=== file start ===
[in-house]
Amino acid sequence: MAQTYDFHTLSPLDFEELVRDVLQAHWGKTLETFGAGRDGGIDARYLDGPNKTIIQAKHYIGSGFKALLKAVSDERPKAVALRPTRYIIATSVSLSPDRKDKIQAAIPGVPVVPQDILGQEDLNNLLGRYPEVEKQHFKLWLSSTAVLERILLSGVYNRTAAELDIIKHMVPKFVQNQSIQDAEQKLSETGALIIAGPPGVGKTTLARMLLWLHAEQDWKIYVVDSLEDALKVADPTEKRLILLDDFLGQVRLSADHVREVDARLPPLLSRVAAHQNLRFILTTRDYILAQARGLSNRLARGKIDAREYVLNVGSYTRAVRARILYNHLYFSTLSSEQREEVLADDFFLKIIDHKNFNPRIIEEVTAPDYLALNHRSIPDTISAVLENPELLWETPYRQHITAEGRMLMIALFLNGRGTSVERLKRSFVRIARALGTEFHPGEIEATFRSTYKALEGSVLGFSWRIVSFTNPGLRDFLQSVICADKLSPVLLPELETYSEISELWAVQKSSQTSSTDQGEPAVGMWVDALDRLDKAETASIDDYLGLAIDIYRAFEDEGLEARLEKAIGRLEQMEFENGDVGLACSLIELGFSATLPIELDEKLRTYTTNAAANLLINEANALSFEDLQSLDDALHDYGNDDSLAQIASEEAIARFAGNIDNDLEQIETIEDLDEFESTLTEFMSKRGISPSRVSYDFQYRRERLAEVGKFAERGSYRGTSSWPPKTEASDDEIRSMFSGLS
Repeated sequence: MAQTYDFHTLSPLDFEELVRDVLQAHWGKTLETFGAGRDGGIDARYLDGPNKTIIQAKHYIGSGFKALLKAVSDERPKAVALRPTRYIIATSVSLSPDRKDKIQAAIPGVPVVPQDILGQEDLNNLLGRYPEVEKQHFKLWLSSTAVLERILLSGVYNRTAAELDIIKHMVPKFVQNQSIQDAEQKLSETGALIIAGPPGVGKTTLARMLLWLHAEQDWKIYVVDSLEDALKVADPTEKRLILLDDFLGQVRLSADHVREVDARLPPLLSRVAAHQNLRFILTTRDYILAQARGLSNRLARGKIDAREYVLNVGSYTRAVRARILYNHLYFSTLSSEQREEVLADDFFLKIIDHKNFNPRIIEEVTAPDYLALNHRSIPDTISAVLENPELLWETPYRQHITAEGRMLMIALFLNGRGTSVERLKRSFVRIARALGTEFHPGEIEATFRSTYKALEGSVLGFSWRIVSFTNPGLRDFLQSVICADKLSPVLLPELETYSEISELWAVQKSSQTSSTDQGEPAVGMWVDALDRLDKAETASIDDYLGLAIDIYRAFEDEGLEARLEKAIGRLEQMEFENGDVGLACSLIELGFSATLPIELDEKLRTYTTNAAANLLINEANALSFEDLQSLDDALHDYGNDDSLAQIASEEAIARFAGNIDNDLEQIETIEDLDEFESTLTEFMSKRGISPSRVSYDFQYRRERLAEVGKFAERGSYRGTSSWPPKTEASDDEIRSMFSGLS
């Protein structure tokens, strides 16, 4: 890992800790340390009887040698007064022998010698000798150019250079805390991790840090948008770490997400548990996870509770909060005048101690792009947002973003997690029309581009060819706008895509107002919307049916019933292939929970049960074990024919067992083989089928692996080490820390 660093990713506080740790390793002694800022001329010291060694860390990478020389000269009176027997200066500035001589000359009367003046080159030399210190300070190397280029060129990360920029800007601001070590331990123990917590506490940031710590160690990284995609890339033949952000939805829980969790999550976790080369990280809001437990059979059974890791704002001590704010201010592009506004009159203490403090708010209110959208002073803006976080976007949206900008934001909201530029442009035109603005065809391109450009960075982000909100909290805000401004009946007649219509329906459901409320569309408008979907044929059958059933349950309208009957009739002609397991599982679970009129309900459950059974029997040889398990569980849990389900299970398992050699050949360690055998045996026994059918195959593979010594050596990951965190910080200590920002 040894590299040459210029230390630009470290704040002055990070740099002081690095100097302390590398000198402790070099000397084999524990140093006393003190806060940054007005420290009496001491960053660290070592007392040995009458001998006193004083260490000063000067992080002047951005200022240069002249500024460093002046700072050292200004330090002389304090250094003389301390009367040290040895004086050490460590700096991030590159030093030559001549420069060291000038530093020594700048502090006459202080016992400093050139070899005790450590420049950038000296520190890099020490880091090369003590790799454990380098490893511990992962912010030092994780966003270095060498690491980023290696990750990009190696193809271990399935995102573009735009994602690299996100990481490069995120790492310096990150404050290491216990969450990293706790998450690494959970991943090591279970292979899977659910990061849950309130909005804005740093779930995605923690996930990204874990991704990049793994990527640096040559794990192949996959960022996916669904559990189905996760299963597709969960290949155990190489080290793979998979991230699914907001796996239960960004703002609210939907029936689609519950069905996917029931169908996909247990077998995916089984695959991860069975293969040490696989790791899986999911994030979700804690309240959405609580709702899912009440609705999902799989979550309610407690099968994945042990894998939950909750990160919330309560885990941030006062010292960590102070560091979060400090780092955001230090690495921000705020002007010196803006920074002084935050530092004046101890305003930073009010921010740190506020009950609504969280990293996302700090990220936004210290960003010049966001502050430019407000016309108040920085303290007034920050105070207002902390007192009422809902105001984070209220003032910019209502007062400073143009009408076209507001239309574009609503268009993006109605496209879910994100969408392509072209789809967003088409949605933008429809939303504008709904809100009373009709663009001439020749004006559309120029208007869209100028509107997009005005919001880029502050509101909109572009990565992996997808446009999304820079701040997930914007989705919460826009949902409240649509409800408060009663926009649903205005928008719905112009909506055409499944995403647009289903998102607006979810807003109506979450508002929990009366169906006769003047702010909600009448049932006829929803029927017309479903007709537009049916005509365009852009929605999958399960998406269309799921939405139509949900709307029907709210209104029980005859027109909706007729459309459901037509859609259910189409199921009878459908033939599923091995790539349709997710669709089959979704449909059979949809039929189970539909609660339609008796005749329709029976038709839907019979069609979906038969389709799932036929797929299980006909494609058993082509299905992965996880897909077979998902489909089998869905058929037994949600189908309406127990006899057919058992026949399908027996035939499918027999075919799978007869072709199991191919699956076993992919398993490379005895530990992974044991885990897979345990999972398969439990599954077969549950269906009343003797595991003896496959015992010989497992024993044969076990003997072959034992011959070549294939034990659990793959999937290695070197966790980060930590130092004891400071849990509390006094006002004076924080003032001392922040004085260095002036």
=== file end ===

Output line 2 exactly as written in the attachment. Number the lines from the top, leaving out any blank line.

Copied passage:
Amino acid sequence: MAQTYDFHTLSPLDFEELVRDVLQAHWGKTLETFGAGRDGGIDARYLDGPNKTIIQAKHYIGSGFKALLKAVSDERPKAVALRPTRYIIATSVSLSPDRKDKIQAAIPGVPVVPQDILGQEDLNNLLGRYPEVEKQHFKLWLSSTAVLERILLSGVYNRTAAELDIIKHMVPKFVQNQSIQDAEQKLSETGALIIAGPPGVGKTTLARMLLWLHAEQDWKIYVVDSLEDALKVADPTEKRLILLDDFLGQVRLSADHVREVDARLPPLLSRVAAHQNLRFILTTRDYILAQARGLSNRLARGKIDAREYVLNVGSYTRAVRARILYNHLYFSTLSSEQREEVLADDFFLKIIDHKNFNPRIIEEVTAPDYLALNHRSIPDTISAVLENPELLWETPYRQHITAEGRMLMIALFLNGRGTSVERLKRSFVRIARALGTEFHPGEIEATFRSTYKALEGSVLGFSWRIVSFTNPGLRDFLQSVICADKLSPVLLPELETYSEISELWAVQKSSQTSSTDQGEPAVGMWVDALDRLDKAETASIDDYLGLAIDIYRAFEDEGLEARLEKAIGRLEQMEFENGDVGLACSLIELGFSATLPIELDEKLRTYTTNAAANLLINEANALSFEDLQSLDDALHDYGNDDSLAQIASEEAIARFAGNIDNDLEQIETIEDLDEFESTLTEFMSKRGISPSRVSYDFQYRRERLAEVGKFAERGSYRGTSSWPPKTEASDDEIRSMFSGLS